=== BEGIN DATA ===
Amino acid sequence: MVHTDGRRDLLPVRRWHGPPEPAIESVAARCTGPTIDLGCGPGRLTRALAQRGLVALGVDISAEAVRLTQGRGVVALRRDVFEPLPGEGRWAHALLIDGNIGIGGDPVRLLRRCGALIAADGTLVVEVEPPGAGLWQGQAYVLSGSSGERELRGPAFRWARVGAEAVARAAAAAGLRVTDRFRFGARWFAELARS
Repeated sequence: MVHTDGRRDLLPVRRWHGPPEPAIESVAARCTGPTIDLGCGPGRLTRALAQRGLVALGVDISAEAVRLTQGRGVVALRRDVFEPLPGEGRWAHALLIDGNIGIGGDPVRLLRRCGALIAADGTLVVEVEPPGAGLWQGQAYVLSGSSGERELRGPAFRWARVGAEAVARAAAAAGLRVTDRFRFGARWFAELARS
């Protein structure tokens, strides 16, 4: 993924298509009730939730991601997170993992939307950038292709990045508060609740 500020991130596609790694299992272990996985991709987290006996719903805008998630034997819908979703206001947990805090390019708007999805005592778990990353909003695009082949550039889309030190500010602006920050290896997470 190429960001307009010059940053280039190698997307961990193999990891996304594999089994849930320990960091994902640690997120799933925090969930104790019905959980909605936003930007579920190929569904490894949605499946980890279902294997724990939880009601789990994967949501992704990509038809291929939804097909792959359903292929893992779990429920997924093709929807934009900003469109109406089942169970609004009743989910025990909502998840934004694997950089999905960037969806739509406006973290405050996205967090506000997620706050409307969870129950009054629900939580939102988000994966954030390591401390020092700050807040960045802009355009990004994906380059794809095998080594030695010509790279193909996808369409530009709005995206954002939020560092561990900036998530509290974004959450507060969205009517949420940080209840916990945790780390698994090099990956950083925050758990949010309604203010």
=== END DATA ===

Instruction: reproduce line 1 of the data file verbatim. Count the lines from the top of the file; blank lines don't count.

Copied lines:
Amino acid sequence: MVHTDGRRDLLPVRRWHGPPEPAIESVAARCTGPTIDLGCGPGRLTRALAQRGLVALGVDISAEAVRLTQGRGVVALRRDVFEPLPGEGRWAHALLIDGNIGIGGDPVRLLRRCGALIAADGTLVVEVEPPGAGLWQGQAYVLSGSSGERELRGPAFRWARVGAEAVARAAAAAGLRVTDRFRFGARWFAELARS